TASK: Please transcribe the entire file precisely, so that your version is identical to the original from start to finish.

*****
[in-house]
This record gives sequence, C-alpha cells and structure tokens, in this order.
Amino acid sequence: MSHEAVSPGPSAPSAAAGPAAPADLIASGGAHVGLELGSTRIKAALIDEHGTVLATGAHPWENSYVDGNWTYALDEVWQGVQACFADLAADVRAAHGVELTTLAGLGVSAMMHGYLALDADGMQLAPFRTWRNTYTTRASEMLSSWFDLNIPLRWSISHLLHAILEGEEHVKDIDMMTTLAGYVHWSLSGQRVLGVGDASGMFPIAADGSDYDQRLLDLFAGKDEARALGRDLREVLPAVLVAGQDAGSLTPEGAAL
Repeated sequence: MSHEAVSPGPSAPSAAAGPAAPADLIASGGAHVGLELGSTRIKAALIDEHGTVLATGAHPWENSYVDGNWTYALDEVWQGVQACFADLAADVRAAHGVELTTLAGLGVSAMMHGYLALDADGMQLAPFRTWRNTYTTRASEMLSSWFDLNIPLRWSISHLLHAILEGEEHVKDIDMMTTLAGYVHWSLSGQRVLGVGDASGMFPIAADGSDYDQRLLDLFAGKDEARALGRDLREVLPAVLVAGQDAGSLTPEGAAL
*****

[in-house]
This record gives sequence, C-alpha cells and structure tokens, in this order.
Amino acid sequence: MSHEAVSPGPSAPSAAAGPAAPADLIASGGAHVGLELGSTRIKAALIDEHGTVLATGAHPWENSYVDGNWTYALDEVWQGVQACFADLAADVRAAHGVELTTLAGLGVSAMMHGYLALDADGMQLAPFRTWRNTYTTRASEMLSSWFDLNIPLRWSISHLLHAILEGEEHVKDIDMMTTLAGYVHWSLSGQRVLGVGDASGMFPIAADGSDYDQRLLDLFAGKDEARALGRDLREVLPAVLVAGQDAGSLTPEGAAL
Repeated sequence: MSHEAVSPGPSAPSAAAGPAAPADLIASGGAHVGLELGSTRIKAALIDEHGTVLATGAHPWENSYVDGNWTYALDEVWQGVQACFADLAADVRAAHGVELTTLAGLGVSAMMHGYLALDADGMQLAPFRTWRNTYTTRASEMLSSWFDLNIPLRWSISHLLHAILEGEEHVKDIDMMTTLAGYVHWSLSGQRVLGVGDASGMFPIAADGSDYDQRLLDLFAGKDEARALGRDLREVLPAVLVAGQDAGSLTPEGAAL